The May 23 finale will also include performances by Mickey Guyton, Luke Combs, Alessia Cara and Leona Lewis. ALSO: Season 18 Idol contestant Doug Kiker arrested for domestic violence.
The Katy Mixon-led American Housewife has been canceled after five seasons and 103 episodes. It's one of five shows ABC canceled today, including For Life after two seasons, Black-ish spinoff Mixed-ish after two seasons and freshman drama Rebel, starring Katey Sagal. They join Kyra Sedgwick's Call Your Mother, which was canceled earlier today. ABC also passed on four pilots, including Sam Esmail's Acts of Violence, Black Don't Crack, Bucktown and Adopted, which was passed on Thursday. All four pilots were produced by the ABC Signature banner.
The Black-themed reboot of The Wonder Years, starring Don Cheadle and Elisha “EJ” Williams as the adult and young Dean Williams, is also a coming-of-age series set in the 1960s like the 1988-1993 original. Queens is about a former girl group who reunite in their 40s to recapture their fame, starring Eve, Naturi Naughton, Nadine Velazquez, Taylor Selé, Pepi Sonuga and Brandy. Based on the short film of the same name, Maggie stars Rebecca Rittenhouse as a young woman trying to cope with life as a psychic. Quinta Brunson leads Abbott Elementary, a workplace comedy about dedicated passionate elementary school teachers. ALSO: Five ABC pilots are still in consideration: Kevin Costner’s National Parks Investigation, Dark Horse, Epic, Promised Land and Triage.
# TOPICS: The Wonder Years (2021), ABC, Abbott Elementary, Dark Horse, Epic, Maggie, National Parks Investigation, Promised Land, Queens, Triage, Quinta Brunson, Cancelations, Renewals & Pickups, Pilots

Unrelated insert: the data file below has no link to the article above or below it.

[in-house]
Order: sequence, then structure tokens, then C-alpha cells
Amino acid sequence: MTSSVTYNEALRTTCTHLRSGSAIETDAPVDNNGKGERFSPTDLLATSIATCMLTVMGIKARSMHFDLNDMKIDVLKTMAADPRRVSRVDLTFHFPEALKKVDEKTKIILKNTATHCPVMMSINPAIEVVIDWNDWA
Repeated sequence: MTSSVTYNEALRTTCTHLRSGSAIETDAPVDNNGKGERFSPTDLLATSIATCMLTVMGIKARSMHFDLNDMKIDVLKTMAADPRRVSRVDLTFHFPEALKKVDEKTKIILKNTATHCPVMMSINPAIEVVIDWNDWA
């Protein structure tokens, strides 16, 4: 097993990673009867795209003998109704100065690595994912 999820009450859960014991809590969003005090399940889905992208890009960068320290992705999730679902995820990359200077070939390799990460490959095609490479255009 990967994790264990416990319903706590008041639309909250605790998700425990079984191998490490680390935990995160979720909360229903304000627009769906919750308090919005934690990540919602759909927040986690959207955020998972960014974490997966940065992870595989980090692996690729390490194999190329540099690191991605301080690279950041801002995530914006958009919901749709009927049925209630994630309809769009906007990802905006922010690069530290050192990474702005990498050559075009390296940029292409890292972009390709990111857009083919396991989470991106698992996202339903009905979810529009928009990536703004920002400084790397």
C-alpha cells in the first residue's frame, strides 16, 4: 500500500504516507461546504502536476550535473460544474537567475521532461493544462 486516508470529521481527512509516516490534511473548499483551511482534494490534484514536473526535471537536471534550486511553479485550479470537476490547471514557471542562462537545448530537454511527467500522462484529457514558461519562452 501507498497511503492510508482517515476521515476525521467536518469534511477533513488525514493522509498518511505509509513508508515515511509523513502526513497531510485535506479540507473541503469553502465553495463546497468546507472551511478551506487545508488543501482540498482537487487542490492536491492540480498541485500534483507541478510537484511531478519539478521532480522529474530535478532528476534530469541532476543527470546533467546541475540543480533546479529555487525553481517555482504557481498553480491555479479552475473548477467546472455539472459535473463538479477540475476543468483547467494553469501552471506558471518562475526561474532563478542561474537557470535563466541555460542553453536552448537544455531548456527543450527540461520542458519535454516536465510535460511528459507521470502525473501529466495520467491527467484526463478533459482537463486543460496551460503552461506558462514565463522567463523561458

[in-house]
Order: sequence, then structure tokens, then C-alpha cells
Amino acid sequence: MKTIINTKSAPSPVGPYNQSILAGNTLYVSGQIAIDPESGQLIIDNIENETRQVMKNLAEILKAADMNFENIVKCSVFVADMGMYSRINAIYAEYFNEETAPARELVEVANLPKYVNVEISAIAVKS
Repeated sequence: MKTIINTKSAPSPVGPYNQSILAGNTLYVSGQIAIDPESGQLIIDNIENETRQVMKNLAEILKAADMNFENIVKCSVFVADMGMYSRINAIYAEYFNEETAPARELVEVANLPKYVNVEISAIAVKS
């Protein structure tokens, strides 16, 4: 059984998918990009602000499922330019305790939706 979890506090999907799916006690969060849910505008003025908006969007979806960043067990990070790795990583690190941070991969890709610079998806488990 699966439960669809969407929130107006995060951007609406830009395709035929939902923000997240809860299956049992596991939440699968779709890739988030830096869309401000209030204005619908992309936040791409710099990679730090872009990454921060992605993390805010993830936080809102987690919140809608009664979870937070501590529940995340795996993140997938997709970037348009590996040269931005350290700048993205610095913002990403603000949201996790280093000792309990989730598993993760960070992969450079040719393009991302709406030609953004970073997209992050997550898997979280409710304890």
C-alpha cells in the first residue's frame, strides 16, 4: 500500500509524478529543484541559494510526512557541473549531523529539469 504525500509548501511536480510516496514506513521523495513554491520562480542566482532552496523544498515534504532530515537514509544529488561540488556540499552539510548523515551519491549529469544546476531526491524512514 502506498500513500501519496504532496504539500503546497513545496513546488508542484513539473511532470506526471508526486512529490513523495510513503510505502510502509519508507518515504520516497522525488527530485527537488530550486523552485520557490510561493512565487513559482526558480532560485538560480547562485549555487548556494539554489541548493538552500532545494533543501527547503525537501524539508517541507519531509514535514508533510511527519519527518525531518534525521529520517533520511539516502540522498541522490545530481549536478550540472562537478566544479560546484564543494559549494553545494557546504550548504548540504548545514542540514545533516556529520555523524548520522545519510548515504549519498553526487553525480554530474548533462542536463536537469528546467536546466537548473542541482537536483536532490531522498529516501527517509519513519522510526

According to Deadline, "the Queen Charlotte limited series will center on the rise and love life of a young Queen Charlotte, the reimagined character added to the Bridgerton series that was not in Julia Quinn’s novels on which the show is based. Played by Golda Rosheuvel, Queen Charlotte quickly became a fan favorite and one of Bridgerton‘s breakout characters. The spinoff will also tell the stories of young Violet Bridgerton and Lady Danbury. Rhimes will write the series and serve as executive producer alongside Betsy Beers and Tom Verica." Netflix head of global TV Bela Bajaria says of the untitled spinoff: "Many viewers had never known the story of Queen Charlotte before Bridgerton brought her to the world, and I’m thrilled this new series will further expand her story and the world of Bridgerton. Shonda and her team are thoughtfully building out the Bridgerton universe so they can keep delivering for the fans with the same quality and style they love. And by planning and prepping all the upcoming seasons now, we also hope to keep up a pace that will keep even the most insatiable viewers totally fulfilled.”
Cyrus, who recently appeared on SNL, will star in three specials for NBC Universal, including the one-hour Pride concert special Stand By You. “I have had an incredible long-lasting relationship with NBC for years,” Cyrus said in a statement. “Many memorable moments in my career have been shared and supported by NBCU. This feels like a natural progression and I am looking forward to creating content that we love and hope everyone who watches does too. We’re starting this journey together with a Pride special on Peacock to celebrate a month we both want to highlight with this concert event.”